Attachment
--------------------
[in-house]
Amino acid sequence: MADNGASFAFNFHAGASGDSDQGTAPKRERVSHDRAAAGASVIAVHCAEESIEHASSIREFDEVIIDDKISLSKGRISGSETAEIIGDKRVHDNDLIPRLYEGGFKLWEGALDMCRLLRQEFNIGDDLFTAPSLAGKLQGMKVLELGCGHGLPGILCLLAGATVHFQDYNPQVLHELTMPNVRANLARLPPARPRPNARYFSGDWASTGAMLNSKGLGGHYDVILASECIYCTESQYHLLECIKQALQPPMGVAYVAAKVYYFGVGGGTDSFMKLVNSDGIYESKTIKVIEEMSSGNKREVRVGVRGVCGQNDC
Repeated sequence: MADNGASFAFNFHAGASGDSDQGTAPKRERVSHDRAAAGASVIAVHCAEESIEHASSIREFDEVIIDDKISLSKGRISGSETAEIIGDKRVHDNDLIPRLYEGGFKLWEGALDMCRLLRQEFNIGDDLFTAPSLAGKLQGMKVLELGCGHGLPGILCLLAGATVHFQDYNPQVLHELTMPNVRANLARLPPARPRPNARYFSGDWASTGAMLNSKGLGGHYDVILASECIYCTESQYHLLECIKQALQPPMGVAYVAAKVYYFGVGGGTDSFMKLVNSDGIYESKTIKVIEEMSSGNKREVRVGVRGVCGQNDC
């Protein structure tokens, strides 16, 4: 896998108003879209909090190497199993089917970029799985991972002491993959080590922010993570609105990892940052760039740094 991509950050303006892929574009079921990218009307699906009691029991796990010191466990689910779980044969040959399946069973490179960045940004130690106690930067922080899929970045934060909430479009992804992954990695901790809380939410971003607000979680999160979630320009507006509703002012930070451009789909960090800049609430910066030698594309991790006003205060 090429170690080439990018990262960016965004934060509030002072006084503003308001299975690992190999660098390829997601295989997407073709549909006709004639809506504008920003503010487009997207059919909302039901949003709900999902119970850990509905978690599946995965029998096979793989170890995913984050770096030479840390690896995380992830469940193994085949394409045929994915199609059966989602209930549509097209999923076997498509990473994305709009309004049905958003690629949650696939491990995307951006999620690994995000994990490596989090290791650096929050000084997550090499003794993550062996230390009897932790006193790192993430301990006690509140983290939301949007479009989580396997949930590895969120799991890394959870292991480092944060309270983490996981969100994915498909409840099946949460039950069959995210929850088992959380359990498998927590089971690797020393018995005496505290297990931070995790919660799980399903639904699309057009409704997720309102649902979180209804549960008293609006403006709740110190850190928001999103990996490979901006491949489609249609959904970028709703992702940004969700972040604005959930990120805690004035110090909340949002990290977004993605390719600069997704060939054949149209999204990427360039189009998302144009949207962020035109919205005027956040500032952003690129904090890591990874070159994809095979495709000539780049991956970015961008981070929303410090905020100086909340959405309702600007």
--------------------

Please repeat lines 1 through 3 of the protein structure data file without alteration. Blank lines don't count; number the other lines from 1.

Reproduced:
[in-house]
Amino acid sequence: MADNGASFAFNFHAGASGDSDQGTAPKRERVSHDRAAAGASVIAVHCAEESIEHASSIREFDEVIIDDKISLSKGRISGSETAEIIGDKRVHDNDLIPRLYEGGFKLWEGALDMCRLLRQEFNIGDDLFTAPSLAGKLQGMKVLELGCGHGLPGILCLLAGATVHFQDYNPQVLHELTMPNVRANLARLPPARPRPNARYFSGDWASTGAMLNSKGLGGHYDVILASECIYCTESQYHLLECIKQALQPPMGVAYVAAKVYYFGVGGGTDSFMKLVNSDGIYESKTIKVIEEMSSGNKREVRVGVRGVCGQNDC
Repeated sequence: MADNGASFAFNFHAGASGDSDQGTAPKRERVSHDRAAAGASVIAVHCAEESIEHASSIREFDEVIIDDKISLSKGRISGSETAEIIGDKRVHDNDLIPRLYEGGFKLWEGALDMCRLLRQEFNIGDDLFTAPSLAGKLQGMKVLELGCGHGLPGILCLLAGATVHFQDYNPQVLHELTMPNVRANLARLPPARPRPNARYFSGDWASTGAMLNSKGLGGHYDVILASECIYCTESQYHLLECIKQALQPPMGVAYVAAKVYYFGVGGGTDSFMKLVNSDGIYESKTIKVIEEMSSGNKREVRVGVRGVCGQNDC